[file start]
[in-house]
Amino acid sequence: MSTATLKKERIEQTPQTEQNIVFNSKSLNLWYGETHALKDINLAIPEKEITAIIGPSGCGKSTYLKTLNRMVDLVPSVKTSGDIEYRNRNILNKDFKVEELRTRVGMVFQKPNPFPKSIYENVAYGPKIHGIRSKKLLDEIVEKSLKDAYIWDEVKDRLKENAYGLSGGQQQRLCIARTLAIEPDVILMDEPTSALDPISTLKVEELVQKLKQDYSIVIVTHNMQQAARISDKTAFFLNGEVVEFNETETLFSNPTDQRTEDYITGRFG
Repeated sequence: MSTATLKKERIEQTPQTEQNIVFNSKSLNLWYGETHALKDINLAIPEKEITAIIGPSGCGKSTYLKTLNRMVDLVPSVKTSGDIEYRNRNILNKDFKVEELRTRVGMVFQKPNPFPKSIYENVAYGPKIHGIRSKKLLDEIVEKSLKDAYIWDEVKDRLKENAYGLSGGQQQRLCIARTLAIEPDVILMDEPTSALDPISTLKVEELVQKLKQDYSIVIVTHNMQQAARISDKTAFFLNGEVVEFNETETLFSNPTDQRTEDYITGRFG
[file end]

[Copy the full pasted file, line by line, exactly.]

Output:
[in-house]
Amino acid sequence: MSTATLKKERIEQTPQTEQNIVFNSKSLNLWYGETHALKDINLAIPEKEITAIIGPSGCGKSTYLKTLNRMVDLVPSVKTSGDIEYRNRNILNKDFKVEELRTRVGMVFQKPNPFPKSIYENVAYGPKIHGIRSKKLLDEIVEKSLKDAYIWDEVKDRLKENAYGLSGGQQQRLCIARTLAIEPDVILMDEPTSALDPISTLKVEELVQKLKQDYSIVIVTHNMQQAARISDKTAFFLNGEVVEFNETETLFSNPTDQRTEDYITGRFG
Repeated sequence: MSTATLKKERIEQTPQTEQNIVFNSKSLNLWYGETHALKDINLAIPEKEITAIIGPSGCGKSTYLKTLNRMVDLVPSVKTSGDIEYRNRNILNKDFKVEELRTRVGMVFQKPNPFPKSIYENVAYGPKIHGIRSKKLLDEIVEKSLKDAYIWDEVKDRLKENAYGLSGGQQQRLCIARTLAIEPDVILMDEPTSALDPISTLKVEELVQKLKQDYSIVIVTHNMQQAARISDKTAFFLNGEVVEFNETETLFSNPTDQRTEDYITGRFG